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A severe drought in New South Wales in 1826-7-8 led to the discovery of the River Darling. In 1818, an earlier explorer. Oxley, had been prevented by swamps from continuing his survey of the Macquarie River. Governor Darling, thinking that the prolonged drought might have dried up the swamps, appointed Captain Charles Sturt to complete Oxley's work.
Sturt left Wellington, N.S.W., in December, 1828, and, proceeding past the marshes which Oxley had considered to be the termination of the Macquarie, followed the course of the Bogan River, dry except for occasional pools, until in February, 1829, he reached a river which he named the Darling.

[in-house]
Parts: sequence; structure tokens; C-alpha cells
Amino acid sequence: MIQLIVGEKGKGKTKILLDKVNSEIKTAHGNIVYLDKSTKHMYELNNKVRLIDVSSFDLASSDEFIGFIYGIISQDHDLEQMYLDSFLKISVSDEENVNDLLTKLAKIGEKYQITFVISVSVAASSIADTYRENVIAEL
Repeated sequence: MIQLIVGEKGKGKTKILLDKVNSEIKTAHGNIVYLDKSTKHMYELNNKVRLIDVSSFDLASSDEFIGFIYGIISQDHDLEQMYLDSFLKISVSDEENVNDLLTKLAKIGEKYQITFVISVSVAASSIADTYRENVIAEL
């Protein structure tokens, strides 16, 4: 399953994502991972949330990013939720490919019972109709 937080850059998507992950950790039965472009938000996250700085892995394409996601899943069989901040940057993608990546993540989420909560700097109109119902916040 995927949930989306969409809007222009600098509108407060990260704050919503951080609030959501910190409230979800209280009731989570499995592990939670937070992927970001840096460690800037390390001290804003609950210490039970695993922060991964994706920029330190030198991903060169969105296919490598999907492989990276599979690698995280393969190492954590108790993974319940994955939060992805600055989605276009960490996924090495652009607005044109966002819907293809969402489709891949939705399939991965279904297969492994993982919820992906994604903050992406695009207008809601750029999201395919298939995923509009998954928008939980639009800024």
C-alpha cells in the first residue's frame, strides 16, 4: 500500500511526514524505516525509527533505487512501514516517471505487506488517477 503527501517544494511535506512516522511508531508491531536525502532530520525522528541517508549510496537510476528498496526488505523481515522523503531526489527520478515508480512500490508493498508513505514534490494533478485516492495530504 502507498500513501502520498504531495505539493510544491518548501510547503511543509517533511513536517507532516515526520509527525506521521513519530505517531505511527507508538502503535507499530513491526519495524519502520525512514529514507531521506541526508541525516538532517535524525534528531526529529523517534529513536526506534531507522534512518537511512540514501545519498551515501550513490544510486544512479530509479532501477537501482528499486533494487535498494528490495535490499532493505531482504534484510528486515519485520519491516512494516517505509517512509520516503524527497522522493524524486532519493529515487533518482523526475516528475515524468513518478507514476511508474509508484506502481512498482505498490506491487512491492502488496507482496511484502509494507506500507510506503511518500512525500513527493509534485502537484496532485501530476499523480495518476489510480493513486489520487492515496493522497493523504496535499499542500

On a later expedition, Sturt followed the Murrumbidgee River down to its junction with "a broad and noble river" which he named the Murray. Actually it was the same river that the explorers Hume and Hovell had crossed in 1824, and called the Hume. Sturt explored the Murray down to its mouth.